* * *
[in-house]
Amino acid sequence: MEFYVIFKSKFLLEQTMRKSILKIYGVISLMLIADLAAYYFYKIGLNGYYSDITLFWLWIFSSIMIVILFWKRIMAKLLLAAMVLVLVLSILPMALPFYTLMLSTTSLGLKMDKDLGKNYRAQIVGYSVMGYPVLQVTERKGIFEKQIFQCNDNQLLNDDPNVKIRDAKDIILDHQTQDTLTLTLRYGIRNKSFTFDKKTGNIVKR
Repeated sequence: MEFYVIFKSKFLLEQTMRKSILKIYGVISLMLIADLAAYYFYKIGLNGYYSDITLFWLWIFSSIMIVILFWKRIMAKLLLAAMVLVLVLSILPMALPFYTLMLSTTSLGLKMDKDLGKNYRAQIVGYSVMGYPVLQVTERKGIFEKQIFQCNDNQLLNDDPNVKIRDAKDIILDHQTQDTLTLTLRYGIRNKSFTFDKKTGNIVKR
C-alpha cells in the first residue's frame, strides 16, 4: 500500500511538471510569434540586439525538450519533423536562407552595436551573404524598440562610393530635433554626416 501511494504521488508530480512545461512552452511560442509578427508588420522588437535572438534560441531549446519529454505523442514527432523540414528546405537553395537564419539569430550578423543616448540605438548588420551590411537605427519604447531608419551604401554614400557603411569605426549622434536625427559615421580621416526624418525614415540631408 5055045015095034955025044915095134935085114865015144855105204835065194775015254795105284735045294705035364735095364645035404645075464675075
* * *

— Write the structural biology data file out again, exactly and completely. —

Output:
[in-house]
Amino acid sequence: MEFYVIFKSKFLLEQTMRKSILKIYGVISLMLIADLAAYYFYKIGLNGYYSDITLFWLWIFSSIMIVILFWKRIMAKLLLAAMVLVLVLSILPMALPFYTLMLSTTSLGLKMDKDLGKNYRAQIVGYSVMGYPVLQVTERKGIFEKQIFQCNDNQLLNDDPNVKIRDAKDIILDHQTQDTLTLTLRYGIRNKSFTFDKKTGNIVKR
Repeated sequence: MEFYVIFKSKFLLEQTMRKSILKIYGVISLMLIADLAAYYFYKIGLNGYYSDITLFWLWIFSSIMIVILFWKRIMAKLLLAAMVLVLVLSILPMALPFYTLMLSTTSLGLKMDKDLGKNYRAQIVGYSVMGYPVLQVTERKGIFEKQIFQCNDNQLLNDDPNVKIRDAKDIILDHQTQDTLTLTLRYGIRNKSFTFDKKTGNIVKR
C-alpha cells in the first residue's frame, strides 16, 4: 500500500511538471510569434540586439525538450519533423536562407552595436551573404524598440562610393530635433554626416 501511494504521488508530480512545461512552452511560442509578427508588420522588437535572438534560441531549446519529454505523442514527432523540414528546405537553395537564419539569430550578423543616448540605438548588420551590411537605427519604447531608419551604401554614400557603411569605426549622434536625427559615421580621416526624418525614415540631408 5055045015095034955025044915095134935085114865015144855105204835065194775015254795105284735045294705035364735095364645035404645075464675075